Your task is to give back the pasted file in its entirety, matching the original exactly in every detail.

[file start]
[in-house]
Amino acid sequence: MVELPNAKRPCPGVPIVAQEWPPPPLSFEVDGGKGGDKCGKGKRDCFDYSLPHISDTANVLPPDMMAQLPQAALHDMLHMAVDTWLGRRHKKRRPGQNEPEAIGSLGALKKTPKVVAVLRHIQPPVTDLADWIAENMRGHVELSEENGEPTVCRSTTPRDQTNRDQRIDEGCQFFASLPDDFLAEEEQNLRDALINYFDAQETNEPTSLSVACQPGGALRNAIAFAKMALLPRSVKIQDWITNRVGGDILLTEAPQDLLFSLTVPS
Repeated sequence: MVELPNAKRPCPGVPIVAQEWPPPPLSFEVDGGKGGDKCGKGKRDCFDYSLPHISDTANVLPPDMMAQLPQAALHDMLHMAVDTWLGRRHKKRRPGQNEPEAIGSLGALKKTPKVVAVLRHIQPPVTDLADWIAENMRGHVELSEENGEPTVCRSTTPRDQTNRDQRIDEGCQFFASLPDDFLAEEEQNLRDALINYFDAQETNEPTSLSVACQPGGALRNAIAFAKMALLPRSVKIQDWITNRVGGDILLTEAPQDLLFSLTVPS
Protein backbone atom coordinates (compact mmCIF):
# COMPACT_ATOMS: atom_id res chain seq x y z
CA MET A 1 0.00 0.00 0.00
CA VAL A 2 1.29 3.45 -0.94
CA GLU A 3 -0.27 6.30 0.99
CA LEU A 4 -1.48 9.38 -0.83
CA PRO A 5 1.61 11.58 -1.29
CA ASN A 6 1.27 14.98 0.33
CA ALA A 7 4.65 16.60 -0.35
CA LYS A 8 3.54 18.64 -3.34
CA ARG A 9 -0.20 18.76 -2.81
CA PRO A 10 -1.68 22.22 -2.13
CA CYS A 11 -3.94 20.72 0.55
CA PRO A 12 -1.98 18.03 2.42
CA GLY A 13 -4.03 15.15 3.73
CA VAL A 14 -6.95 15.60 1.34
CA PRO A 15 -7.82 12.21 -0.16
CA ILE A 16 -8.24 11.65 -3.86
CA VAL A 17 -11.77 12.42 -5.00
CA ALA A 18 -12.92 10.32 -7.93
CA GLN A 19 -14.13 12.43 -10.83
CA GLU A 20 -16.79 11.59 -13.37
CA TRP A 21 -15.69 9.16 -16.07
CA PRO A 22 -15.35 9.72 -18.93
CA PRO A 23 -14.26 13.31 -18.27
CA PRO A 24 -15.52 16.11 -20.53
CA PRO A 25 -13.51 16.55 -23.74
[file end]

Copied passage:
[in-house]
Amino acid sequence: MVELPNAKRPCPGVPIVAQEWPPPPLSFEVDGGKGGDKCGKGKRDCFDYSLPHISDTANVLPPDMMAQLPQAALHDMLHMAVDTWLGRRHKKRRPGQNEPEAIGSLGALKKTPKVVAVLRHIQPPVTDLADWIAENMRGHVELSEENGEPTVCRSTTPRDQTNRDQRIDEGCQFFASLPDDFLAEEEQNLRDALINYFDAQETNEPTSLSVACQPGGALRNAIAFAKMALLPRSVKIQDWITNRVGGDILLTEAPQDLLFSLTVPS
Repeated sequence: MVELPNAKRPCPGVPIVAQEWPPPPLSFEVDGGKGGDKCGKGKRDCFDYSLPHISDTANVLPPDMMAQLPQAALHDMLHMAVDTWLGRRHKKRRPGQNEPEAIGSLGALKKTPKVVAVLRHIQPPVTDLADWIAENMRGHVELSEENGEPTVCRSTTPRDQTNRDQRIDEGCQFFASLPDDFLAEEEQNLRDALINYFDAQETNEPTSLSVACQPGGALRNAIAFAKMALLPRSVKIQDWITNRVGGDILLTEAPQDLLFSLTVPS
Protein backbone atom coordinates (compact mmCIF):
# COMPACT_ATOMS: atom_id res chain seq x y z
CA MET A 1 0.00 0.00 0.00
CA VAL A 2 1.29 3.45 -0.94
CA GLU A 3 -0.27 6.30 0.99
CA LEU A 4 -1.48 9.38 -0.83
CA PRO A 5 1.61 11.58 -1.29
CA ASN A 6 1.27 14.98 0.33
CA ALA A 7 4.65 16.60 -0.35
CA LYS A 8 3.54 18.64 -3.34
CA ARG A 9 -0.20 18.76 -2.81
CA PRO A 10 -1.68 22.22 -2.13
CA CYS A 11 -3.94 20.72 0.55
CA PRO A 12 -1.98 18.03 2.42
CA GLY A 13 -4.03 15.15 3.73
CA VAL A 14 -6.95 15.60 1.34
CA PRO A 15 -7.82 12.21 -0.16
CA ILE A 16 -8.24 11.65 -3.86
CA VAL A 17 -11.77 12.42 -5.00
CA ALA A 18 -12.92 10.32 -7.93
CA GLN A 19 -14.13 12.43 -10.83
CA GLU A 20 -16.79 11.59 -13.37
CA TRP A 21 -15.69 9.16 -16.07
CA PRO A 22 -15.35 9.72 -18.93
CA PRO A 23 -14.26 13.31 -18.27
CA PRO A 24 -15.52 16.11 -20.53
CA PRO A 25 -13.51 16.55 -23.74